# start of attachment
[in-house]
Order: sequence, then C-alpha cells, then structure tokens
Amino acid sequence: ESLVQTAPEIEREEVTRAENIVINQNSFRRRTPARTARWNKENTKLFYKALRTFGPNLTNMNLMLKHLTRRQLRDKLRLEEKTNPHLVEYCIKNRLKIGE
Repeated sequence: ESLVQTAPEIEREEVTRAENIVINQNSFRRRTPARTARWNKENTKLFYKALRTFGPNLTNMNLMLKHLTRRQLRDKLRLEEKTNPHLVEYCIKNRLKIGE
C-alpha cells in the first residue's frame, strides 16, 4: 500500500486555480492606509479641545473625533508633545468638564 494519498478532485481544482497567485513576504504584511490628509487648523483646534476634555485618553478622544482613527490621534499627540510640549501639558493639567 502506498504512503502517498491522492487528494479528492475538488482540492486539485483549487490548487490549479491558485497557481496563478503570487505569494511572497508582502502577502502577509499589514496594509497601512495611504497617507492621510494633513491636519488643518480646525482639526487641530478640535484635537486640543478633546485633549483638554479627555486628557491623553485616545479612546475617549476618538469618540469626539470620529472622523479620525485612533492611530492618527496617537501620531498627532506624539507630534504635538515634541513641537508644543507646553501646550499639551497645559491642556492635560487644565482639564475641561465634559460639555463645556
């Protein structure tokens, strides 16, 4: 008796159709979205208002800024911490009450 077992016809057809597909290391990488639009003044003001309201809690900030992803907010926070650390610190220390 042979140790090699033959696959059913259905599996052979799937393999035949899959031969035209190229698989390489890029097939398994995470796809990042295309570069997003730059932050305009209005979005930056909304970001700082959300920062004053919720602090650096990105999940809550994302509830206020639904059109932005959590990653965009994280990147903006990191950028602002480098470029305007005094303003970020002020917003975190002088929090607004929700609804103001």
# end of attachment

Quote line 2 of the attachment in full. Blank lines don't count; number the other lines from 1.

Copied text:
Order: sequence, then C-alpha cells, then structure tokens